The take-away from all this data is clear – in order to improve goal conversions on your website, you should aim for a one to four second load time, as anything over that can result in roughly half the conversion rate of a faster website.

Subjective vs Objective Tests - How to objectively measure your website’s performance

When it comes to your website’s speed, surprisingly it can be difficult to get a truly accurate measurement of how long it takes to load. You might think that simply loading the website yourself might give you an accurate measurement, but lots of factors can make you think the website is faster than you think.

Testing your website’s speed by loading it yourself in your internet browser can sometimes give you a rough idea of how fast it will load, however, it might also give you a false impression how it would load for a new visitor. If you’ve recently visited your website prior to your test, it’s possible that different elements of your website, such as images or your website’s CSS (code that controls your website’s appearance) have been cached within your internet browser. These cached elements will be loaded much faster than if they were loaded from the actual web server, which in turn can make your website feel much faster than it actually is.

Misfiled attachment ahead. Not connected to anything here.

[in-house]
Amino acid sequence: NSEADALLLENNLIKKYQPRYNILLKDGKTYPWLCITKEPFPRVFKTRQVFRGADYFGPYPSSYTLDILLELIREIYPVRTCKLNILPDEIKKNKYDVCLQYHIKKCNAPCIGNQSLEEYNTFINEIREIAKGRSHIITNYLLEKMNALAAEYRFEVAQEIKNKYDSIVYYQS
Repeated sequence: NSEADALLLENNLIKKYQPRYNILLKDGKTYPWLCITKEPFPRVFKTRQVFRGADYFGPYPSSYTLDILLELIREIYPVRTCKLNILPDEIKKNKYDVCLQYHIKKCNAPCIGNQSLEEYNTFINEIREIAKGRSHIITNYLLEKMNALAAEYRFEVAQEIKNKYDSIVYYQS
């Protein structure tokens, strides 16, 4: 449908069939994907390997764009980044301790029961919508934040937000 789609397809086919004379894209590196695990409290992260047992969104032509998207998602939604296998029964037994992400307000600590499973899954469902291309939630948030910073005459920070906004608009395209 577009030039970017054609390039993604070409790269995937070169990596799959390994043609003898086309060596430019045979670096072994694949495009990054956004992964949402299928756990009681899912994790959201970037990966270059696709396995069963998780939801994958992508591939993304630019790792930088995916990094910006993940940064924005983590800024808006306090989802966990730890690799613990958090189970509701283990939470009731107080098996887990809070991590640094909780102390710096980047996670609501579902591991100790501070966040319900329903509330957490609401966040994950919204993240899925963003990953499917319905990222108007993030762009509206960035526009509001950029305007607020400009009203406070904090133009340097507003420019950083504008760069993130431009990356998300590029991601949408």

Locally cached elements are just one issue that can affect your attempts to determine your website speed though. Other factors such as your location, internet speed, and even your internet service provider (ISP) can affect your website’s load time. That’s why tools have been invented that allow you to account for these factors when testing your website’s performance.

There are a variety of tools available for testing website performance, and surprisingly most of the good ones are free! From WebPageTest (, GTMetrix (, and Google’s PageSpeed Insights (, each tool will give you a breakdown of how your site is performing and give you technical information that can be used to improve that performance.

With most of those tools, they provide a view that shows how the page loaded over time (called a “waterfall”). This waterfall includes details about which files were loaded, the order they loaded in, as well as how each file contributed to the overall load time. They also check for other common issues, such as whether your site is using common optimisation techniques, as these can often be easy to implement for a quick performance boost.